There’s plenty written online about school run mums, but a much underexplored territory is the world of the school run dad. When we drop off and pick up our children from school, we tend to break off into different, but highly distinguishable, factions that are replicated throughout the country.
Here’s The Dadsnet’s Attenborough-style insight into the different types of school run dads spotted in the playground, by the gates or round the corner in the car, depending on how old their children are and how embarrassing they find being associated with their parents. Those two factors are very closely linked.
Business Dad is suited and booted for a day filled with whatever it is that important business people do during the business day. He sports an impeccable pinstripe suit and couldn’t look any more like a businessman if he sported a bowler hat, held an umbrella and stuck a copy of The Times underneath his arm.
In winter, he wears an overcoat that looks as if it cost more than the value of most other dads’ cars, but suit and coat always remain pristine despite his close proximity to small children. This leads many to believe that Business Dad has access to some kind of invisible forcefield that repels jammy fingers and spilt juice.
By half past nine he’ll be in the office, barking orders about commodities to an underling and demanding his secretary “diarise” a meeting, but at 8:45 he’s giving little Timmy a massive cuddle and commanding him to stop scratching his bum in public.
Cool Stay-at-Home Dad
Cool Stay-at-Home Dad knows he is representing his gender in the school run turf war. Even with greater strides towards shared parental leave and heightened awareness that the gender pay gap must close, stay-at-home dads are very much in the minority. Knowing he will be outnumbered when he leaves the school gates and takes the younger sibling off to playgroup, Cool Stay-at-Home Dad feels the need to prove that a man can handle this busy morning routine too.
Part of this is perfecting a specific tidy, preppy look. Cool Stay-at-Home Dad will most often be found in colourful New Balance trainers, skinny jeans and one of those backpacks that looks like it was discarded by a retreating Cold War sentry, but which actually sets you back the best part of a hundred quid. Of course, it’s filled with nappies, wet wipes and half eaten-apples.
There is a big difference between Work-from-Home Dad and Cool Stay-at-Home Dad. Unlike the fresh, fragrant Cool Stay-at-Home Dad, Work-from-Home Dad had no intention of showering or even getting dressed today. His initial plan had been to lie on the sofa, half watching Homes Under the Hammer and half idly answering emails, enjoying the fact he was conversing with Terry from HR whilst scratching his knackers.
Work-from-Home Dad hadn’t factored in that the kids needed to go to school and is usually seen wearing garments that land somewhere between pyjamas and loungewear. These were basically the first clothes he spotted on the bedroom floor as he rushed out the door.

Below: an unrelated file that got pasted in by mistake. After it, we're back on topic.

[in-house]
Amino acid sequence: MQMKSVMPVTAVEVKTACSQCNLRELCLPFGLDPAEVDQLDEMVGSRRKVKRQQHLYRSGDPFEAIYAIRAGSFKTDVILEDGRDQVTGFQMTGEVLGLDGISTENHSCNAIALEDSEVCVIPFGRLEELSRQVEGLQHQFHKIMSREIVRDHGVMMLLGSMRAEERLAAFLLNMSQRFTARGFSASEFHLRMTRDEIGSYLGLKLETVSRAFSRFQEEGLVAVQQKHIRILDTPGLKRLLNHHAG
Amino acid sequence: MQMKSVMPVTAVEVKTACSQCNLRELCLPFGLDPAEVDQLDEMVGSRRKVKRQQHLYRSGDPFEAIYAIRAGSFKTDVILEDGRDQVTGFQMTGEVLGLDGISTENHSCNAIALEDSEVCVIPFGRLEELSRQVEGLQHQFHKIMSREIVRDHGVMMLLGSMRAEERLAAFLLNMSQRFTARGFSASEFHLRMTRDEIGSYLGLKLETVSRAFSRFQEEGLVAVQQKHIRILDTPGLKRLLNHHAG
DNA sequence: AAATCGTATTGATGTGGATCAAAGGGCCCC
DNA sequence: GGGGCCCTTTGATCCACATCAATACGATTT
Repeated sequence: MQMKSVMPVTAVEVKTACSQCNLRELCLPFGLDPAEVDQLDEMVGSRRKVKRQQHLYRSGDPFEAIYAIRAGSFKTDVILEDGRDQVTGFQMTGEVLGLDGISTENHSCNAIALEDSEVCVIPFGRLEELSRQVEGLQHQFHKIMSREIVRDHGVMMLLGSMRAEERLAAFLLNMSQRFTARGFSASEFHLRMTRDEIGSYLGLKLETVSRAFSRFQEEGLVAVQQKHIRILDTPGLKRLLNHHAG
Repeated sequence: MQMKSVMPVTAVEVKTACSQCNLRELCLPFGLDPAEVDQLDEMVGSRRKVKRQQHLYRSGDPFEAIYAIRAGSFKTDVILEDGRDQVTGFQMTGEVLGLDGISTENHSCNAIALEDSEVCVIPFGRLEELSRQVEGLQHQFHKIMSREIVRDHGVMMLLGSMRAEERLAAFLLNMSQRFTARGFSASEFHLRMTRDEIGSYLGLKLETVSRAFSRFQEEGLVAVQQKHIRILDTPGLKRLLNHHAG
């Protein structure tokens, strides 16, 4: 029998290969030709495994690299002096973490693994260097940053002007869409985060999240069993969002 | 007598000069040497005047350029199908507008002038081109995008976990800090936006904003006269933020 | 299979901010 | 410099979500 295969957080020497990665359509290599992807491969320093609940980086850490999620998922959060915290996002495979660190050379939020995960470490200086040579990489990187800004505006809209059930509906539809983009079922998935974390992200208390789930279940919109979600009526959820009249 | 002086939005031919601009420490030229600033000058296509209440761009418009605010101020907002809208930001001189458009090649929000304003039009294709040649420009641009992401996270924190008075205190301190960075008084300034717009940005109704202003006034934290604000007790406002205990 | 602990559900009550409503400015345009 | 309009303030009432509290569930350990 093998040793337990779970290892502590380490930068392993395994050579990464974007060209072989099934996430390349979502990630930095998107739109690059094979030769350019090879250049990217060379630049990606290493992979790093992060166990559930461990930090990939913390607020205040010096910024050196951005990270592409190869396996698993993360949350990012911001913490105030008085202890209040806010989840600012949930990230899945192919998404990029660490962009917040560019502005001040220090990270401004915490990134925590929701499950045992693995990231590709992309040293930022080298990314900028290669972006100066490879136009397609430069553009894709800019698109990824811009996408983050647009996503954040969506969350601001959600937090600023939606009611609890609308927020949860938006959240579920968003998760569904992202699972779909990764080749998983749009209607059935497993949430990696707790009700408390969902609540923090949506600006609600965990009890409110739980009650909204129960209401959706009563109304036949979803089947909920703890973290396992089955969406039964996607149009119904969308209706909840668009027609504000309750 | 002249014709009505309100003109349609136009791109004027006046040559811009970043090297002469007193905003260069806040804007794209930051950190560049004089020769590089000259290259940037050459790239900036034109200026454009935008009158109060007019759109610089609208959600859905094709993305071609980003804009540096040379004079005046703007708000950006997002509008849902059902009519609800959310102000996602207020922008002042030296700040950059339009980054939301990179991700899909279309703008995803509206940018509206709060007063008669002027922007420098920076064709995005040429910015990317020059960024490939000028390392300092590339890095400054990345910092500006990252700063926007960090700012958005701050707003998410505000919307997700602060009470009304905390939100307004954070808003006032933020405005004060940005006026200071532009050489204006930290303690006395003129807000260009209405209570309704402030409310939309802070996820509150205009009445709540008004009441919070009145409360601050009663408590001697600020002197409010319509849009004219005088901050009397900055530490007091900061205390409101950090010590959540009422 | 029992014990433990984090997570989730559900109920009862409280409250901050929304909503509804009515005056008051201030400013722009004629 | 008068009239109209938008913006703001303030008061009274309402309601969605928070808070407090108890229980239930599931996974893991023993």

If you don’t see Work-from-Home Dad at pick-up it’s because he inadvertently dozed off whilst just shutting his eyes for a minute to have ‘a really good think’ about the piece of work he was supposed to have completed by lunchtime.
Drive-By Dad must have heard that you use up more fuel by turning off your engine and restarting it because he doesn’t like to hang around. As soon as his kids have shut the car doors, he’s blazing off into the distance with only the echo of his hollered “I love you!’ left to reverberate around the playground.
Woe betide any of his kids if they forget to take the toilet roll model of Hampton Court they made for their History project out of the boot in time, because it could well be 20 miles down the road by the time they realise.
Sporty Dad wears lycra. Lots of lycra. When you meet Sporty Dad, you don’t know where to look.
To complete his outfit, he might also carry a water bottle and one of those arm holsters that you stick your phone in whilst you run so you can listen to pumping 90s house music or Radio 4 podcasts. Delete as applicable.
No one really knows whether Sporty Dad actually does go for a run after drop-off or whether he jogs round the corner to the local greasy spoon and tucks into a full English. Potentially, Sporty Dad only wears lycra to humiliate his children, but that is as yet unconfirmed.
Football Dads prefer to hunt in packs and their behaviour is intriguing. They may not issue a single word in the company of others on the school run, but as soon as they come within three metres of another Football Dad, they will light up and give out their traditional mating call, which sounds something like, “Alright? Your boys did okay at the weekend, didn’t they? What about the United game?”
Show Off Dad
Crowds of other parents can vex Show Off Dad. He might not normally be the bragging sort, but he feels he needs to display exactly how invested he is in his children’s education when groups of mums and dads are nearby.
Phrases like “Oh look, there’s the shop – which digraph is in the word ‘shop’?” spill out of Show Off Dad’s mouth in immediate response to his social anxiety. In his mind, this performs two tasks. Firstly, he looks like he’s an educational superstar, and secondly it means he doesn’t have to talk to the other parents.
It doesn’t matter that as soon as the family walk through the door of their house at the end of the day, just like the rest of us, he puts the kids in front of CBBC whilst he makes himself a brew. In public he is a one-man National Curriculum and, after all, it is all about public appearances, isn’t it?
No one know anything about Quiet Dad. Quiet Dad likes it that way.
Other Types of School Run Dad
Do you know another type of school run dad? Let us know in the Comments section.